A few states are beginning to consider and/or pass anti-bullying laws to address inappropriate conduct in the workplace. Increasingly, plaintiffs’ lawyers and courts are trying to advance novel theories to punish employers for failing to stop bullying or to create liability for employers.

For example, even absent a specific anti-bullying law, employers could be liable under anti-discrimination laws; common laws of negligence, assault, battery and intentional infliction of emotional distress; and even OSHA or similar state laws that impose on employers a "general duty" to maintain a safe workplace. With these trends emerging, employers need to develop programs and systems to prevent and avoid claims of bullying.

Here are some steps employers should take to reduce bullying and resulting liability:

1. Recognize that bullying is a real problem. In fact, some experts say it is probably more prevalent than harassment in the workplace.

2. Develop an anti-bullying policy, including cyberbullying.

3. Post and publicize your anti-bullying policy. Include it in new employee orientation, employee handbooks, and stand-alone policies. Redistribute the policy periodically and get an acknowledgment of receipt from employees.

4. Educate employees, supervisors and managers about your anti-bullying policy, preferably in live, interactive, customized and relevant sessions.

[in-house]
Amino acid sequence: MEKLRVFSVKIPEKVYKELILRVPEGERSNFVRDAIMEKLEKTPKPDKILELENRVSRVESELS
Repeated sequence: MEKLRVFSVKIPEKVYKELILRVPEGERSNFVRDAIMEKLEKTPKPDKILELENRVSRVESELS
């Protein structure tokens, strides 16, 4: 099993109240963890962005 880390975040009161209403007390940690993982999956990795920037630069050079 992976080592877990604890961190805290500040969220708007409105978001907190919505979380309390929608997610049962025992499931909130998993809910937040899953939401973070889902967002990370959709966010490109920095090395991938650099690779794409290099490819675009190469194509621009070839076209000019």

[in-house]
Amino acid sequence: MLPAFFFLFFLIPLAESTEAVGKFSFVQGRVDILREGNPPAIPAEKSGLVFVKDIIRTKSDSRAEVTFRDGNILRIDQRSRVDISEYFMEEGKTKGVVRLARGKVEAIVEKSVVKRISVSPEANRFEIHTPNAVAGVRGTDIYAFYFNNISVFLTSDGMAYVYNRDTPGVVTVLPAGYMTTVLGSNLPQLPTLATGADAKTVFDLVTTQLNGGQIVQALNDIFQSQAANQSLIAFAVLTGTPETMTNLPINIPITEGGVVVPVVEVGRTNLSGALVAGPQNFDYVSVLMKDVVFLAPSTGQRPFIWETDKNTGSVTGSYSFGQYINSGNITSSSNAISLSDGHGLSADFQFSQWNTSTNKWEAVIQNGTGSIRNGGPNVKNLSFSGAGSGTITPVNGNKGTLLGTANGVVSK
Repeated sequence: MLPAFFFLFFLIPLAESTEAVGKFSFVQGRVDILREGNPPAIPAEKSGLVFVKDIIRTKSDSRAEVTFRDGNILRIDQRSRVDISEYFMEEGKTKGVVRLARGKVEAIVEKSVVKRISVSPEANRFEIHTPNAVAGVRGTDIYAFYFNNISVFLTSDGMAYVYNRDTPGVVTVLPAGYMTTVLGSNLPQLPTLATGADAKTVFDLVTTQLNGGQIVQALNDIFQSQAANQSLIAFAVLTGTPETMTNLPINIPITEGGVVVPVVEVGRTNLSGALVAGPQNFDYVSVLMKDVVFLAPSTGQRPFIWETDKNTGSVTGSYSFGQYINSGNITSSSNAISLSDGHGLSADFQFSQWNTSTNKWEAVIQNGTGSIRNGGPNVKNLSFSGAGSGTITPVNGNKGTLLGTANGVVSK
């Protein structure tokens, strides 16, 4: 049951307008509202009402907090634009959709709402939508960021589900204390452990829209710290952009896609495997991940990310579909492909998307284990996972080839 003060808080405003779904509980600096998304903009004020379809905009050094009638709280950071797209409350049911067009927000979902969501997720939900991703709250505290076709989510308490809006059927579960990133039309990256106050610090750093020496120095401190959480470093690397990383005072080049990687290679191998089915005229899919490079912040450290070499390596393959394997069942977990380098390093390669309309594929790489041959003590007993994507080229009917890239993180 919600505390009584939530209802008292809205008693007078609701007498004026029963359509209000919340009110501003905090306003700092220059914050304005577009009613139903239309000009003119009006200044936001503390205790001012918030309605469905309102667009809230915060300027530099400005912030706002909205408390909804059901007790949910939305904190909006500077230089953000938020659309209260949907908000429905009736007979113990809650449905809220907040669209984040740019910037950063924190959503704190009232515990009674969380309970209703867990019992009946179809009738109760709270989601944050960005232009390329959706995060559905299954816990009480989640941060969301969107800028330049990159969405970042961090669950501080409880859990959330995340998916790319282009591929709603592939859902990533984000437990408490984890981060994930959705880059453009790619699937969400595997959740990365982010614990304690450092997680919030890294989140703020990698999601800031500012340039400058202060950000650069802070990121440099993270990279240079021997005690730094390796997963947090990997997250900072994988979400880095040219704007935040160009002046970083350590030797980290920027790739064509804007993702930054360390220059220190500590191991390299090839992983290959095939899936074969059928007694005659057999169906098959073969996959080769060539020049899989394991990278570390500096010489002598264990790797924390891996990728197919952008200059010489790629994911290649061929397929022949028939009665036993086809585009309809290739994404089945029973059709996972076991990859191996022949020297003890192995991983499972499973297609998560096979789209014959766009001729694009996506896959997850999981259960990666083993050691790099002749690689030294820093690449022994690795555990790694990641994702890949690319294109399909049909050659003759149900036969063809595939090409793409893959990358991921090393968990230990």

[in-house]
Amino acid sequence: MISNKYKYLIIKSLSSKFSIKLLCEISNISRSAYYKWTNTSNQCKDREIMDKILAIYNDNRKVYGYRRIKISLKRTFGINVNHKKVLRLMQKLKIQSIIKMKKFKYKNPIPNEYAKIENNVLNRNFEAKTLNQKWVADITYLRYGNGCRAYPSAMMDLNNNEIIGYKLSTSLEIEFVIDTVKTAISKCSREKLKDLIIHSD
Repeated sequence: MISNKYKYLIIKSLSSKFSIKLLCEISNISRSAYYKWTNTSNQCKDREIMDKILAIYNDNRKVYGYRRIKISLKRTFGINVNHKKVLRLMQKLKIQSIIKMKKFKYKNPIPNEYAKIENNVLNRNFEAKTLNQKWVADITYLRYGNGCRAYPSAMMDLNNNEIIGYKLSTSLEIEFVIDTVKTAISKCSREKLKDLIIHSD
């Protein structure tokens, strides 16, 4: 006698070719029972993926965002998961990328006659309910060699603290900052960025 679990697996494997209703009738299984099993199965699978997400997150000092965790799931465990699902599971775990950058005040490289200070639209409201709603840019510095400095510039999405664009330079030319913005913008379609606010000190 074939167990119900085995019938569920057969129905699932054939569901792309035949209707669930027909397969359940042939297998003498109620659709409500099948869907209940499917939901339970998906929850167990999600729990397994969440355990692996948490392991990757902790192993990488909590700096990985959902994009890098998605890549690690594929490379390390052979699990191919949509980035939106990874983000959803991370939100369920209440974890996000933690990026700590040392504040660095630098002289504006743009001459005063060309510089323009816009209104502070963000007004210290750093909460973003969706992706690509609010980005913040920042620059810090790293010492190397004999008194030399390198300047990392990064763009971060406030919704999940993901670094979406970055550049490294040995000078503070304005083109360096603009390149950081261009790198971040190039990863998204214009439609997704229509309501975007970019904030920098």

5. Take alleged violations of your policy seriously.

6. Provide a system for reporting possible violations of the policy, which includes a by-pass process so that alleged victims can report issues even if they are afraid to do so directly.

It may be helpful to include a mechanism for anonymous reporting. The purpose is to have sufficient mechanisms in place that you become aware of a bullying problem before it festers out of control or into a full-blown threat to employee safety or litigation.

7. Establish a clear procedure to investigate reports of bullying promptly. Be careful to preserve confidentiality as much as possible (but be careful not to promise absolute confidentiality) and work with counsel to determine what information can be disclosed and to whom both during and after the investigation.

8. Enforce the policy consistently if violations occur.

9. Make it clear in your policy that you will share details and cooperate with law enforcement to the fullest extent lawful so that information can be disclosed when necessary. Maintain reports in a way that will reveal emerging problems and patterns over time so that you can be aware of developments.

10. Your policy and actions should make it clear that you will not retaliate against employees who report concerns about alleged bullying.

11. Consider offering employees the benefit of an Employee Assistance Program (EAP) to help employees deal with bullying situations.

12. Conduct thorough background checks on applicants. Screen for criminal activity consistent with legal requirements.

13. Know the law in your jurisdiction that covers bullying and related conduct, and monitor applicable new developments and trends in the law.


Employers need to recognize bullying as a serious problem. It can negatively affect employee morale, employee safety, employee retention and turnover, your workplace culture and even your reputation. Progressive employers will take the actions outlined in this article to minimize bullying and the negative consequences that come with it in their workplaces.